- 1 red onion, finely chopped
- 1 yellow or white onion, finely chopped
- the juice of two limes
- 1 to 2 fresh jalapenos, chopped (without seeds & ribs if you want it mild)
- 1 clove of garlic, finely minced (if desired)
- one small bunch of fresh cilantro, AKA coriander, roughly chopped
- salt & fresh cracked pepper or red chili flakes to taste
- dashes of your favourite hot sauce, if desired
really, you just combine this all together a day in advance and store in the fridge until ready to use, but can also be done just an hour ahead or just combined in a food processor set to rough chop. (you don’t want it to turn to a fine sauce…should always be chunky!)
now, you can make your own tortillas, but good store bought ones are really fine, as long as they have absolutely no sugar in them. you can steam or microwave them, if you like, but i prefer to do mine on a stove top burner or or a grill pan. you can keep them warm by wrapping them in a clean tea towel & keeping in a covered container. you should also have sour cream, hot sauce, lime wedges & a big bowl of shredded iceberg lettuce on the table & everyone should just serve themselves, family style. add a few sugar skulls, candles & fresh flowers & you have yourself a genuine mexican day of the day feast with enough leftovers to last the rest of the week….don’t forget the cervezas, sangria or agua fresca (watermelon, strawberry or assorted fruit pulps + iced water & sugar & spice to taste).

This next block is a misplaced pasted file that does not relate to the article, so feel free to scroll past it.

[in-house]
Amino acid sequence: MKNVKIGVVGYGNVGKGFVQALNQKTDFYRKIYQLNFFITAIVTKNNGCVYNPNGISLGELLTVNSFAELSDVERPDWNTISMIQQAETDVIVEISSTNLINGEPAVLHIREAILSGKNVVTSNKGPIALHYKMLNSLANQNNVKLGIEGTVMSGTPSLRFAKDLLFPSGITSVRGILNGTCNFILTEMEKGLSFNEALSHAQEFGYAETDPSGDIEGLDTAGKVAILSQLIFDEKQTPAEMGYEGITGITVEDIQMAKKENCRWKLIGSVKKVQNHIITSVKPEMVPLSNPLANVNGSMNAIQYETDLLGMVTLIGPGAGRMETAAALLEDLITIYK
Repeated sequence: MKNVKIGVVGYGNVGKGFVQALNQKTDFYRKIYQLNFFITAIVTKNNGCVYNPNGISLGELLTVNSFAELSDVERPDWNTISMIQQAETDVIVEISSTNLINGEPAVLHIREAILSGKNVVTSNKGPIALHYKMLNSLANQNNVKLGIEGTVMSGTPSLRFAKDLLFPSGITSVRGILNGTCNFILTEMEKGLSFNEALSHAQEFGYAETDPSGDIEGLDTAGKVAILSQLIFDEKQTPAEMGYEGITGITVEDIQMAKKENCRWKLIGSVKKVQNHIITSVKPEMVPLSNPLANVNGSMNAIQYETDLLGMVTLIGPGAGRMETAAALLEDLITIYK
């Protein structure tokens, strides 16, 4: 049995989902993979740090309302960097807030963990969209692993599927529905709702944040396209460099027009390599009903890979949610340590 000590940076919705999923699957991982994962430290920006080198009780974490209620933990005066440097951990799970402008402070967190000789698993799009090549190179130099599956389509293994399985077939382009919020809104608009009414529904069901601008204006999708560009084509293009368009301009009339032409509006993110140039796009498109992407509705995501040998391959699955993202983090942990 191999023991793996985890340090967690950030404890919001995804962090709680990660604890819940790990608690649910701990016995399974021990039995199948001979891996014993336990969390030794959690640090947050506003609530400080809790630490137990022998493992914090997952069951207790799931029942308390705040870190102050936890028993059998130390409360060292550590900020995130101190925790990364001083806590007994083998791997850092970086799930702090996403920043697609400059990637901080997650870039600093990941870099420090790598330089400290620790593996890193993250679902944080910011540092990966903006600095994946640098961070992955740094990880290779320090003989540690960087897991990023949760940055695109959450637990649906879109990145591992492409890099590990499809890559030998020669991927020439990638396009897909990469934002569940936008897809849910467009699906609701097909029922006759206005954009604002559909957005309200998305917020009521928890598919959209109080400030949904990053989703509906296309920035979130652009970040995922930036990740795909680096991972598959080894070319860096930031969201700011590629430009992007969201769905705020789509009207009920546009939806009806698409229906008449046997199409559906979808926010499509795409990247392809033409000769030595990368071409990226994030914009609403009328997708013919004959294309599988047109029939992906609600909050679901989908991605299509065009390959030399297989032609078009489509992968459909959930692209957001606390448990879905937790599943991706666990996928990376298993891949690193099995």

traiga en los dias de los muertos!